Of mice and men
firstname.lastname@example.org detriment of civil society as a whole.
Yet, with all the promises that were made before the last general election, little but nothing is being done by the present PL government to improve the situation of the environment. This is because they have been in cahoots with the building industry since before the 2013 general election, and possibly before that, when civil society was promised a better environment for us all. It is obvious that it was for this reason that Anglu Farrugia, who is today’s parliamentary Speaker, had back then complained that his party had become too close to the contractors. It is clear that the PL government’s commitment to protect our environment, an electoral promise made by Joseph Muscat before the last general election, was nothing but a ruse intended to gain the support of the environmentalist lobby. It is also clear that whilst Joseph Muscat was promising a better environment for us all, he was committing himself to the building lobby to destroy our environment even further.
On account of alleged corruption in land speculation, our environment has been deteriorating for decades, and the political classes have had a lot to blame for this. The problem is also caused by a species of selfentitlement that money brings to some, to the detriment of all of us. We all have heard alleged stories of bribes, and when developers are unable to get their way, they threaten their way through. Through these manipulative and aggressive means, some developers have transformed our beloved country into a concrete jungle, and for this they ought to be ashamed of themselves. They ought to be ashamed of themselves, because they have been considering the lives of people as unimportant, if this means making more money. This government should also be ashamed of itself for being solely pro-business, whilst they are disregarding the suffering that a bad environment is bringing to our country.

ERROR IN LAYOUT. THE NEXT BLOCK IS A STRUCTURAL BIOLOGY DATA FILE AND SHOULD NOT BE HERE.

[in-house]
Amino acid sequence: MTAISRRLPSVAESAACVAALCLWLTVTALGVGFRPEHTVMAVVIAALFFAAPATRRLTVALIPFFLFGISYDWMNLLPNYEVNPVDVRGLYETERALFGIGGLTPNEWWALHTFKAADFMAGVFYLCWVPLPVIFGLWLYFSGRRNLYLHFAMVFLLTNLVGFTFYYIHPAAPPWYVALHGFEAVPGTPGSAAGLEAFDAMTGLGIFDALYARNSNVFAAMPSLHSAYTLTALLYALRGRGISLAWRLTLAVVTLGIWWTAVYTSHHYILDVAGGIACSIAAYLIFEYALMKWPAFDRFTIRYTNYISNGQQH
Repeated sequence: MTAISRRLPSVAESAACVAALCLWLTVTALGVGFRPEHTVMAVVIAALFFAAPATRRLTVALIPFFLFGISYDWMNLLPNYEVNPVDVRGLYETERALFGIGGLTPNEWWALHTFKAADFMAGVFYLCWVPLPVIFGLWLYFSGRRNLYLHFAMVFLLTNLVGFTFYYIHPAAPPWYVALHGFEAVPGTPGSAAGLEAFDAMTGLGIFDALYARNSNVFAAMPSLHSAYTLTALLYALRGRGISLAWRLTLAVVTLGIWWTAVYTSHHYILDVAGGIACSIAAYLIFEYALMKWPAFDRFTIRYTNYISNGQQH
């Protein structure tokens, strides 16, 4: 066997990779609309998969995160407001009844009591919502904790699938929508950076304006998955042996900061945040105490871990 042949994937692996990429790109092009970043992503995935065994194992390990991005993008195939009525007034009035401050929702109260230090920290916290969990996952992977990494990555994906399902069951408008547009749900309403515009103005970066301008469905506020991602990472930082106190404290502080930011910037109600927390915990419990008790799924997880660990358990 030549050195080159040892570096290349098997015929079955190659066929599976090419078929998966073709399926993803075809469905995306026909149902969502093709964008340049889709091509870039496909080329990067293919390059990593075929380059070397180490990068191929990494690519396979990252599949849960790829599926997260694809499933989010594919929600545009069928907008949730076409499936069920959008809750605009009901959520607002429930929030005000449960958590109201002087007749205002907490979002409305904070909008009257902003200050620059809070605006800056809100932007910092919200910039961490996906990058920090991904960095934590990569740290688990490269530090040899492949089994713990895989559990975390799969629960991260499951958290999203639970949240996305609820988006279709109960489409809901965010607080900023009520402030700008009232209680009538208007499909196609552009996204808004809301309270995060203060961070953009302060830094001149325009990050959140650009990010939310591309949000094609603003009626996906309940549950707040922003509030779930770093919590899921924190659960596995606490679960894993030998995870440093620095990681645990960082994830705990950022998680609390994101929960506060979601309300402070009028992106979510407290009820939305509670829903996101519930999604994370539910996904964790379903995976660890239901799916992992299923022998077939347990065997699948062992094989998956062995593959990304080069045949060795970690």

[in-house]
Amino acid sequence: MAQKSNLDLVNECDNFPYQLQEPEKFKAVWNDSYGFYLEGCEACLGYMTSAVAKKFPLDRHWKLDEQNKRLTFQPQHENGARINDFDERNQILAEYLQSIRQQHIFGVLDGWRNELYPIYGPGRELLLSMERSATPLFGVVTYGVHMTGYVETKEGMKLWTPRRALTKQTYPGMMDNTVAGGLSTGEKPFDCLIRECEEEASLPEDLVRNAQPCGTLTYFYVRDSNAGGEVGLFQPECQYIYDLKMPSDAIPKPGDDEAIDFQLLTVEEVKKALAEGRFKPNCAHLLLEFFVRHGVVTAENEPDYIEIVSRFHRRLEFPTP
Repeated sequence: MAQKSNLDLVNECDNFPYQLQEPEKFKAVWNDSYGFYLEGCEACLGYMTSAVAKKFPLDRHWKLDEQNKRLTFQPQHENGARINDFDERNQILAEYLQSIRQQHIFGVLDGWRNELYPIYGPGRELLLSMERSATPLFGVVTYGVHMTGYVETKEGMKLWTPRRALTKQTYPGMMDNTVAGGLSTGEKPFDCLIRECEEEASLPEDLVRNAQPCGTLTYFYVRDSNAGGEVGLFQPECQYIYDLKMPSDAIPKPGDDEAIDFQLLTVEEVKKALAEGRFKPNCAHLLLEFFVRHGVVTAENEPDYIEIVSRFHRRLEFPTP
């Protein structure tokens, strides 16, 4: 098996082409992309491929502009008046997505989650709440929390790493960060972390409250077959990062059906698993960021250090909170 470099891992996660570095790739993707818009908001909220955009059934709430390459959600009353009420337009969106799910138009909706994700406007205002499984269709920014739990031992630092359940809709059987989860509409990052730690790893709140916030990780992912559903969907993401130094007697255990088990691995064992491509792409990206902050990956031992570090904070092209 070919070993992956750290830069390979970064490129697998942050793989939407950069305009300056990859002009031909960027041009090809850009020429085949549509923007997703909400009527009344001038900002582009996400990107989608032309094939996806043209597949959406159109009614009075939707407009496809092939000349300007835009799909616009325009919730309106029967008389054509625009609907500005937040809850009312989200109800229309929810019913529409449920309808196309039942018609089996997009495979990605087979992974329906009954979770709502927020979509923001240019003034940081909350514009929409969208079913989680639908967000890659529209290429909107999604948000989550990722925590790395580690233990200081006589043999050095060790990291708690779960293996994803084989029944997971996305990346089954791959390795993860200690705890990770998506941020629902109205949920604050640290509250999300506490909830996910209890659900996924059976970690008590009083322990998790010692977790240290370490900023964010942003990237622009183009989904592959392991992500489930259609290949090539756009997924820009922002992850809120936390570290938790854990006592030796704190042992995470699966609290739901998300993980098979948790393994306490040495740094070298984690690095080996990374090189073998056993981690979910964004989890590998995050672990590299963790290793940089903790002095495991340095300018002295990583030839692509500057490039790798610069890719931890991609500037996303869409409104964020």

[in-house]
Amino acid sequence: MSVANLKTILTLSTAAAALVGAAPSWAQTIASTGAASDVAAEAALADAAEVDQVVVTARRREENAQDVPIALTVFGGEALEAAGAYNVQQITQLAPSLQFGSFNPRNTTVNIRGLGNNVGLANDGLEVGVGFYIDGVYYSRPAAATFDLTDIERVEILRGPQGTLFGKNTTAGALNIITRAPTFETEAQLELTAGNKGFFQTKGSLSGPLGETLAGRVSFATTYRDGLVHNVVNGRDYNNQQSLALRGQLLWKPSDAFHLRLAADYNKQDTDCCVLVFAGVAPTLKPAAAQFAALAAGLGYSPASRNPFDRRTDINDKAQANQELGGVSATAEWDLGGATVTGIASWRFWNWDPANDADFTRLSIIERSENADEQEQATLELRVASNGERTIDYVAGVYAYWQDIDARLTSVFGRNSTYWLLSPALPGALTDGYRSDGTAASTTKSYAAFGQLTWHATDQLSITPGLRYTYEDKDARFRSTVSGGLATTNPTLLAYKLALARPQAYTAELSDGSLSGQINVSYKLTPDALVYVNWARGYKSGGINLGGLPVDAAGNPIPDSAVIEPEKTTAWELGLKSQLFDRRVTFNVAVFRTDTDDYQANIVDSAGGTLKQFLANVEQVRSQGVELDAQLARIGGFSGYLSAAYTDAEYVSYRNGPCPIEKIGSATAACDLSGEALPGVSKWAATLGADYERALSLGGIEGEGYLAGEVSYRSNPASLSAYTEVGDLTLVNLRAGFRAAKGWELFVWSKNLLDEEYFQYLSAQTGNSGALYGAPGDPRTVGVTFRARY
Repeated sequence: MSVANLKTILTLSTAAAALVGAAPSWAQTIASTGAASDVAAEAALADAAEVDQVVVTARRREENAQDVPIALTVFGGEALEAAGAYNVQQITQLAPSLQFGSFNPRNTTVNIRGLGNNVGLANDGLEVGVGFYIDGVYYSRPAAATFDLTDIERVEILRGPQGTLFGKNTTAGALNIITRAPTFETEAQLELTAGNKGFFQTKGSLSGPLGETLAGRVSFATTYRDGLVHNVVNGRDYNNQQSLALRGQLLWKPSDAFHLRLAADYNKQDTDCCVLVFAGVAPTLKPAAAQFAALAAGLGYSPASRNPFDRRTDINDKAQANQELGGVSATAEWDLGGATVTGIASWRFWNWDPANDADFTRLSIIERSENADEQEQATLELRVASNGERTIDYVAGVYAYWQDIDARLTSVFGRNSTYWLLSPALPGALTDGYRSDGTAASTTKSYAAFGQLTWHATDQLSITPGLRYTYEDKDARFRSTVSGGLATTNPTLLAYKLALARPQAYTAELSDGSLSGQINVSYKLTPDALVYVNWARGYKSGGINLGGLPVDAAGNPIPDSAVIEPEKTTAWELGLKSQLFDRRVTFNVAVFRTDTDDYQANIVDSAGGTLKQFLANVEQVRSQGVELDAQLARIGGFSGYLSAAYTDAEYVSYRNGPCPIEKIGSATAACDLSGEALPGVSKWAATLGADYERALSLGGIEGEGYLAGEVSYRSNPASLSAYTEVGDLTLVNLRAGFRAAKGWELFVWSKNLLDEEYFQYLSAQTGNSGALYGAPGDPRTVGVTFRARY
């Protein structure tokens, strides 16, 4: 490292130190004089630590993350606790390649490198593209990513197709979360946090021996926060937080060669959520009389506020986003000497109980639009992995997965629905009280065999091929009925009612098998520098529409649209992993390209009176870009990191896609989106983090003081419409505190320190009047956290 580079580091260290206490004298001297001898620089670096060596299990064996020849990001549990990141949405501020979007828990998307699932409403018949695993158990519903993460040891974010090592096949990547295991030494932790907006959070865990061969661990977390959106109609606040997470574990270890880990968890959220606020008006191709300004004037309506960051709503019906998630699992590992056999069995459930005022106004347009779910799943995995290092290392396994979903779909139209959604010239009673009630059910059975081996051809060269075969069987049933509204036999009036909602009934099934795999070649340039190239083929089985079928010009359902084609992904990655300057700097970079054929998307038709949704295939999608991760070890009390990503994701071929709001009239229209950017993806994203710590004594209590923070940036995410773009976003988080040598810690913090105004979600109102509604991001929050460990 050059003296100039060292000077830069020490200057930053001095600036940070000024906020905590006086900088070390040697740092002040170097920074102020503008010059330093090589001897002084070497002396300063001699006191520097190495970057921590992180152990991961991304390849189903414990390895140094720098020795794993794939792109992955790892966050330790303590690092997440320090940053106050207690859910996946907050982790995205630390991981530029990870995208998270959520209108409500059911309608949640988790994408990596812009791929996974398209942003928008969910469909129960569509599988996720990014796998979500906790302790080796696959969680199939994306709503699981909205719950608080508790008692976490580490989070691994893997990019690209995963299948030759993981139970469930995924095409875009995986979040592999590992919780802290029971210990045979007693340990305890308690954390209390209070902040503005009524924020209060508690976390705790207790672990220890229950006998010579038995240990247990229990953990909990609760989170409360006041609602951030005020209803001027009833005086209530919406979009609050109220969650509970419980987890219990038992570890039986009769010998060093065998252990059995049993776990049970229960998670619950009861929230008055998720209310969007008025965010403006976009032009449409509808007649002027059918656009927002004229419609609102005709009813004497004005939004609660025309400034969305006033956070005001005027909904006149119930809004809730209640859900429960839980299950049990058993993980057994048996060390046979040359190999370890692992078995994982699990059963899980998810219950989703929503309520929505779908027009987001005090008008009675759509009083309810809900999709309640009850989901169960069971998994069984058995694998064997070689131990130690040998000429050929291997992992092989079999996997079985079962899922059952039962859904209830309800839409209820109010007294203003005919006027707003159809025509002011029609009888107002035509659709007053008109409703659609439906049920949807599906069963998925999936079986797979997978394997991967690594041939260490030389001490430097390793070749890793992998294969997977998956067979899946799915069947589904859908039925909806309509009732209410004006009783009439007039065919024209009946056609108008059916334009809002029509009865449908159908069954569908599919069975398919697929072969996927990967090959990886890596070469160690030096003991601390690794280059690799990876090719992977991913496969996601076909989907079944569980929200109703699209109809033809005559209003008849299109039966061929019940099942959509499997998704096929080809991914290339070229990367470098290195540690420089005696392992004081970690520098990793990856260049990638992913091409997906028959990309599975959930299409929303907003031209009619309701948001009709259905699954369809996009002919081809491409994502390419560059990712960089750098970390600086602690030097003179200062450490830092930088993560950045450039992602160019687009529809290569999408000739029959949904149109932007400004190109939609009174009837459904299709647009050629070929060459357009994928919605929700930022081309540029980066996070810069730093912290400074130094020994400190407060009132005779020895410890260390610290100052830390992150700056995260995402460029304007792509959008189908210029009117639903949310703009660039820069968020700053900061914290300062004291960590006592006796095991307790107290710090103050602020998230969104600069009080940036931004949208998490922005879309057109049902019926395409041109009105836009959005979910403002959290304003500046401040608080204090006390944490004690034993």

Alas, nothing matters for this government but money. As far as they are concerned, ‘it is the economy that counts, stupid’, and nothing else matters. After all, people will get used to any kind of environment, and if they don’t, they might as well lump it. This is precisely what Joseph Muscat’s words were, when Astrid Vella of Flimkien għal Ambjent Aħjar tried to push forward the idea of a social impact assessment. This is what she said during a protest in Sliema, and to be honest I believe her on this. Joseph Muscat considers wealth as being more important than people’s suffering from cancers, asthma, respiratory and cardiovascular illnesses, etc. After all, they could get used to having these ailments, as they are privileged to enjoy an efficient and professional health system, thanks to the greediest health minister(s) we have ever had. Money could justify the uglification of our urban spaces, the desecration of the little countryside we’ve got. And, in all this, Joseph Muscat doesn’t get it that the solution is urban planning, implemented with the best interest of people in mind, not only for only one group or another, but for all of civil society.
This present local scenario, or fiasco I must say, brings to mind a poem by Robert Burns in which he addresses a mouse that builds its winter nest in a wheat field, only to see it destroyed by a ploughman. Sounds familiar?